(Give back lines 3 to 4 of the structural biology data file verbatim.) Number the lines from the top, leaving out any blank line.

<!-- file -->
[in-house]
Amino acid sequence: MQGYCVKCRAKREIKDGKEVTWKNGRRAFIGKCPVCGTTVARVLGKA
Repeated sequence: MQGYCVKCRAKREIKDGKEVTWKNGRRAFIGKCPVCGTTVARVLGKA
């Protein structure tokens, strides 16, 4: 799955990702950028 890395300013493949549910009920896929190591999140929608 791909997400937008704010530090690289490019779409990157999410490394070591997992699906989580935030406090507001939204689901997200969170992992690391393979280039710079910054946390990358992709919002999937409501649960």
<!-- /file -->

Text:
Repeated sequence: MQGYCVKCRAKREIKDGKEVTWKNGRRAFIGKCPVCGTTVARVLGKA
């Protein structure tokens, strides 16, 4: 799955990702950028 890395300013493949549910009920896929190591999140929608 791909997400937008704010530090690289490019779409990157999410490394070591997992699906989580935030406090507001939204689901997200969170992992690391393979280039710079910054946390990358992709919002999937409501649960």